You can run an ultra marathon

Run an ultra as your next challenge

With a few events and perhaps even a marathon behind you, you may be looking for you next running challenge. So what's next? Increasingly popular is the ultra-marathon or 'ultra', and you could be lining one up as your next running target.


Run an ultra marathon

So what's an 'ultra'?

An ultra-marathon is an event that is typically a lot further than the standard marathon distance of 26.2 miles. Ultras usually take one of the following forms:

  • An event where the challenge is to run, run/walk a set distance as fast as you can.
  • An event where the challenge is to run, run/walk as far as possible within a specific time, say 12, 24 or 48 hours.
  • Stage races where the challenge takes place over several days, with different distances to complete each day, almost like a Tour de France but without the bike.

Why run an ultra marathon?

Ultra marathons are noted for the tremendous sense of camaraderie that prevails between those who enter. Ultras are hard, but unlike shorter races, they are generally less competitive, with taking part being a large part of the appeal. It is not uncommon to find competitors sharing equipment, food and drink, navigational duties and generally helping out each other during a race.

Other frequently cited reasons that people run ultra marathons include:


Many ultras take place in beautiful locations well of the beaten track. The opportunity to really 'get away from it all' can be a big motivator.

Bigger challenge

Some competitors want to challenge, extend and find their own limits. They may have found that the 26.2 miles of the marathon no longer test them, so they need the ultra bigger goal.

Charity fundraising

Trying to seek sponsorship when you're perhaps doing yet another marathon can be difficult, but if you are doing an 'ultra',  the response may be much different.

Runnning different events

Many runners run the same events year in, year out. Consistent training (volume and intensity) ensures that progression or improvements can take place. But as we age, eventually race times will tail off, which can be de-motivating. However, by seeking out a different event, like an ultra,  can reinvigorate training and focus.

There are a few sensible prerequisites that you should consider before you plan to step up to an ultra-marathon:

Running experience

Both your body and mind take time to adapt to the physiological challenge of ultra running. Ideally, you should have at least three years of regular running experience, incuding a marathon, before you look to move up.

Start 'easy'

The world famous 145 mile Marathon des Sables, staged in the Sahara, is likely to be too much for your first venture in ultra-marathoning, so try some easier events before you take on your ultimate challenge.

Get checked out

A minor gait abnormality, musculo-skeletal imbalance or flexibility problem may not be readily apparent in a half marathon race. However, competing over several times that distance can easily result in a very minor problem becoming magnified due to the repetitious nature of running for a much longer period of time. Get a professional check-up with a specialist who can assess and evaluate you and prescribe any necessary remedial training before you move up.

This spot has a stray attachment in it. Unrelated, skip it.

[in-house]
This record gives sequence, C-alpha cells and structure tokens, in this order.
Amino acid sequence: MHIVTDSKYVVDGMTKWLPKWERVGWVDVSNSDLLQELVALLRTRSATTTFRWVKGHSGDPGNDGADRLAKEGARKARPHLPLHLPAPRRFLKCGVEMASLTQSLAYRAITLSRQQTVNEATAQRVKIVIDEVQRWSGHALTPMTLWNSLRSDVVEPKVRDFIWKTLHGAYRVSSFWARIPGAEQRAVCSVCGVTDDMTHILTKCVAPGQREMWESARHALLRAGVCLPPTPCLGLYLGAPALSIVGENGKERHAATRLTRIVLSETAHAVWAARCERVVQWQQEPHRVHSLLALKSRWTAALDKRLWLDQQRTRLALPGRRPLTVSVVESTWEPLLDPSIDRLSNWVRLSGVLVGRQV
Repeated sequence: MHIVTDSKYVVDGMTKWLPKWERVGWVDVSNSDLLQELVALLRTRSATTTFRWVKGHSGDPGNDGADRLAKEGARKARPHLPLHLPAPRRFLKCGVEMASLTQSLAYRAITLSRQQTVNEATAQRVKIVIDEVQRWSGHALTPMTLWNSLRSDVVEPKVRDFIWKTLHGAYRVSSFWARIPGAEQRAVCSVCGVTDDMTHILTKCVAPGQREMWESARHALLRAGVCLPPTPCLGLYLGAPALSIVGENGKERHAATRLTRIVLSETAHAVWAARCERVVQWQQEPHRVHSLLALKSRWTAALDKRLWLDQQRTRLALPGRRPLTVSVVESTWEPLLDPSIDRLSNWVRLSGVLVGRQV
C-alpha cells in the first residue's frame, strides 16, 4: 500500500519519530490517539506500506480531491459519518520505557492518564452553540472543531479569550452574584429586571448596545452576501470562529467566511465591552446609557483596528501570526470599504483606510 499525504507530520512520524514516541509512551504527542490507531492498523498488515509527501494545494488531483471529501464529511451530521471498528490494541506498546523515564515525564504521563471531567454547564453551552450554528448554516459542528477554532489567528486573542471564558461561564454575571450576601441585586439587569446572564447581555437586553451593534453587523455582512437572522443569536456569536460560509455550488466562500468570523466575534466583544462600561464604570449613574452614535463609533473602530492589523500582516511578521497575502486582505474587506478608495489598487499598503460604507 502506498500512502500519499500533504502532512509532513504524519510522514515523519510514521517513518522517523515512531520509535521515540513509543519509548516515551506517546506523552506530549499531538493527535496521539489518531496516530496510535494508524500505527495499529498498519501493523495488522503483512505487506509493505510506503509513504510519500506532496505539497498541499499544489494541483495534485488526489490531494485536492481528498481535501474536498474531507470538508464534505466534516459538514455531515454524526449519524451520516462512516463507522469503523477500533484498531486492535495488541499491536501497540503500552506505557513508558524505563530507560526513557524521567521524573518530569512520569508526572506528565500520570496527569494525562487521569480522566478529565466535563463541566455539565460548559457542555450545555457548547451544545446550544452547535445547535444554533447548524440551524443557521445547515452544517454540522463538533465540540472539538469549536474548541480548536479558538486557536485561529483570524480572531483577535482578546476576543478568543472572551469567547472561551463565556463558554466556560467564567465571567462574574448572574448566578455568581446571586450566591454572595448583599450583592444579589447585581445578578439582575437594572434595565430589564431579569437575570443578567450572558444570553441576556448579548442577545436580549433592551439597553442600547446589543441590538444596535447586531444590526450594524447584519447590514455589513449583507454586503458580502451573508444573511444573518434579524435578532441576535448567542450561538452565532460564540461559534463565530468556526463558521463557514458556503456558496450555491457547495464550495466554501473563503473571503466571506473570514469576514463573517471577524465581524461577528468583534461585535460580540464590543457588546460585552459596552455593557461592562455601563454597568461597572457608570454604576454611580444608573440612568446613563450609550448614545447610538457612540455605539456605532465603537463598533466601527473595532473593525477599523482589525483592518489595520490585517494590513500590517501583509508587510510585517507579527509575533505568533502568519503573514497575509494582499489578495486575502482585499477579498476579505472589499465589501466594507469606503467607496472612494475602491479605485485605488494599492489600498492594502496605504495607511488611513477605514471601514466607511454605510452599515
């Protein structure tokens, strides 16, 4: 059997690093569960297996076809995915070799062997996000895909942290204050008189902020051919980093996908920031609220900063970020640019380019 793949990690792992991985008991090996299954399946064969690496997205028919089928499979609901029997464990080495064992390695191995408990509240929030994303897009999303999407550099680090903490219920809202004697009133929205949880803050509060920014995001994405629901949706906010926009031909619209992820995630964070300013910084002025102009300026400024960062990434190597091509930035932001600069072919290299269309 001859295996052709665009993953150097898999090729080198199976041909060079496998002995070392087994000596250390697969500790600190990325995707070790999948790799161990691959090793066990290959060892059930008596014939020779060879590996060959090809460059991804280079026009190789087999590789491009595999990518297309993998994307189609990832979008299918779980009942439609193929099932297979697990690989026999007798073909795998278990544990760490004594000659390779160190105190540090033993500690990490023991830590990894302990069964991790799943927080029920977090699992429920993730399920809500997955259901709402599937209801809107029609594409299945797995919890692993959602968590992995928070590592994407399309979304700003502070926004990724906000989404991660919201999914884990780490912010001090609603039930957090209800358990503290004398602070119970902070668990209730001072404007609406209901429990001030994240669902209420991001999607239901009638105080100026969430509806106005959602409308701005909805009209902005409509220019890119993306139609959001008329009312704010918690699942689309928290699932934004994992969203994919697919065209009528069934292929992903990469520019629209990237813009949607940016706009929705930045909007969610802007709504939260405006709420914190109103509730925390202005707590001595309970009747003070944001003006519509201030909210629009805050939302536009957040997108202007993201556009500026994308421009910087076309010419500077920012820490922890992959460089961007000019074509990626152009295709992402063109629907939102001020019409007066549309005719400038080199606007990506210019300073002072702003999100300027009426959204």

Training for an ultra

Training for an ultra is not dissimilar to training for a marathon. The ingredients are broadly the same and your training plan should include a mix of:

  • Long runs
  • Hill sessions
  • Intervals
  • Recovery runs
  • Rest days

There will also be additional factors to consider as part of your training plan, including:

Longer, long runs

By definition, as you are training for longer distances, you have to train over longer distances. However, you don't necessarily have to run the entire distance and in fact walking breaks can help relax the body and allow you to load on food and drink, as you will do in an event.

Back-to-back weekend sessions

To further replicate the demands of the long distance event, back-to-back long runs on consecutive days should be a part of your training. For example, a Sunday long run preceded by a Saturday run of approx two thirds of Sunday's training distance, will help condition your body for the demands of the ultra.


Gettting this right is highly important because you’re training for longer. Using hydration as an opportunity to fuel the body is a key strategy by using carbohydrate drinks.


Your body's demands for fuel will increase, before, during and after training. Careful attention to your diet and particularly your pre-event diet can mean the difference between having a successful build-up, event or breakdown.


The most important component of your training plan. More training requires more rest. It is during your rest periods that your body will rebuild and get stronger so that you progress during subsequent training sessions.

You can run an ultra

Ultra running is possible and should be viewed as progression from marathoning as much as marathoning is from shorter events. Of course, due consideration and respect for the distance is necessary, together with attention to diet and training, but long distance events are most definitely not out of reach.

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